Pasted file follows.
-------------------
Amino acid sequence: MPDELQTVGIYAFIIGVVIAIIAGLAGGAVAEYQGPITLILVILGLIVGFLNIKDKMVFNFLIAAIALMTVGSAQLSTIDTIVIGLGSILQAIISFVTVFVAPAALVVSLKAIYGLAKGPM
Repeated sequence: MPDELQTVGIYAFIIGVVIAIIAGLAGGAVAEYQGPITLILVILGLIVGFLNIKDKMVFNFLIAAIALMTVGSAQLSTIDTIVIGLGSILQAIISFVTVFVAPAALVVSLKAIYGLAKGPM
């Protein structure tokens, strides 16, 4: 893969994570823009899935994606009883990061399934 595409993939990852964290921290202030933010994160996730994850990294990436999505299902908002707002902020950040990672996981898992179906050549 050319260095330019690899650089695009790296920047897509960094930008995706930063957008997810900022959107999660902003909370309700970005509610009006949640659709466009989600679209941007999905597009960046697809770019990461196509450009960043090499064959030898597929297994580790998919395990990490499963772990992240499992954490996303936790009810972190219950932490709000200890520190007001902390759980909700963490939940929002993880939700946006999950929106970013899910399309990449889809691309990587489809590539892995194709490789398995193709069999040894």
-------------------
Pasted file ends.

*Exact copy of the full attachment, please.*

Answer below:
Amino acid sequence: MPDELQTVGIYAFIIGVVIAIIAGLAGGAVAEYQGPITLILVILGLIVGFLNIKDKMVFNFLIAAIALMTVGSAQLSTIDTIVIGLGSILQAIISFVTVFVAPAALVVSLKAIYGLAKGPM
Repeated sequence: MPDELQTVGIYAFIIGVVIAIIAGLAGGAVAEYQGPITLILVILGLIVGFLNIKDKMVFNFLIAAIALMTVGSAQLSTIDTIVIGLGSILQAIISFVTVFVAPAALVVSLKAIYGLAKGPM
């Protein structure tokens, strides 16, 4: 893969994570823009899935994606009883990061399934 595409993939990852964290921290202030933010994160996730994850990294990436999505299902908002707002902020950040990672996981898992179906050549 050319260095330019690899650089695009790296920047897509960094930008995706930063957008997810900022959107999660902003909370309700970005509610009006949640659709466009989600679209941007999905597009960046697809770019990461196509450009960043090499064959030898597929297994580790998919395990990490499963772990992240499992954490996303936790009810972190219950932490709000200890520190007001902390759980909700963490939940929002993880939700946006999950929106970013899910399309990449889809691309990587489809590539892995194709490789398995193709069999040894």